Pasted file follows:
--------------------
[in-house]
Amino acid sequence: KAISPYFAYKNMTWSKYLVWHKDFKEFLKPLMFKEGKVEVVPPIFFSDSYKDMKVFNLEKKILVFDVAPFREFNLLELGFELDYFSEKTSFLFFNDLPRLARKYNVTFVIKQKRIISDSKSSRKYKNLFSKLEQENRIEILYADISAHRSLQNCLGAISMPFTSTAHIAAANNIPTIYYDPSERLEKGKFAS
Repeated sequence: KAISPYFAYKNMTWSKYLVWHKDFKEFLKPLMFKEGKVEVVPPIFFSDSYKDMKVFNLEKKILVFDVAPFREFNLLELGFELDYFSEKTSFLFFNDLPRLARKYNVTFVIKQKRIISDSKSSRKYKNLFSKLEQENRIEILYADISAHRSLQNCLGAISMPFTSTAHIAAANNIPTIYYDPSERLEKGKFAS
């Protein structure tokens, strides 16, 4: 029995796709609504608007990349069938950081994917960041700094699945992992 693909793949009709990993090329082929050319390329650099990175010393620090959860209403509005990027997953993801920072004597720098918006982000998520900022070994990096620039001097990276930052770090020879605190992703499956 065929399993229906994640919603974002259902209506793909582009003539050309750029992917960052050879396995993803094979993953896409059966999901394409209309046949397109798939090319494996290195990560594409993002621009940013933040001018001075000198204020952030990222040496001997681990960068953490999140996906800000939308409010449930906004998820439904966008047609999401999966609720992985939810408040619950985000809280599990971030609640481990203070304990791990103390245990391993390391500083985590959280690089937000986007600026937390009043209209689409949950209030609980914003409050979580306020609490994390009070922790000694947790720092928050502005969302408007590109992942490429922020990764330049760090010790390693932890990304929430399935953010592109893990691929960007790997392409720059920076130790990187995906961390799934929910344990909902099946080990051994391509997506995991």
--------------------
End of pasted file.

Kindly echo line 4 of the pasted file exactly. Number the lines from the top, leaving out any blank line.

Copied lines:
């Protein structure tokens, strides 16, 4: 029995796709609504608007990349069938950081994917960041700094699945992992 693909793949009709990993090329082929050319390329650099990175010393620090959860209403509005990027997953993801920072004597720098918006982000998520900022070994990096620039001097990276930052770090020879605190992703499956 065929399993229906994640919603974002259902209506793909582009003539050309750029992917960052050879396995993803094979993953896409059966999901394409209309046949397109798939090319494996290195990560594409993002621009940013933040001018001075000198204020952030990222040496001997681990960068953490999140996906800000939308409010449930906004998820439904966008047609999401999966609720992985939810408040619950985000809280599990971030609640481990203070304990791990103390245990391993390391500083985590959280690089937000986007600026937390009043209209689409949950209030609980914003409050979580306020609490994390009070922790000694947790720092928050502005969302408007590109992942490429922020990764330049760090010790390693932890990304929430399935953010592109893990691929960007790997392409720059920076130790990187995906961390799934929910344990909902099946080990051994391509997506995991």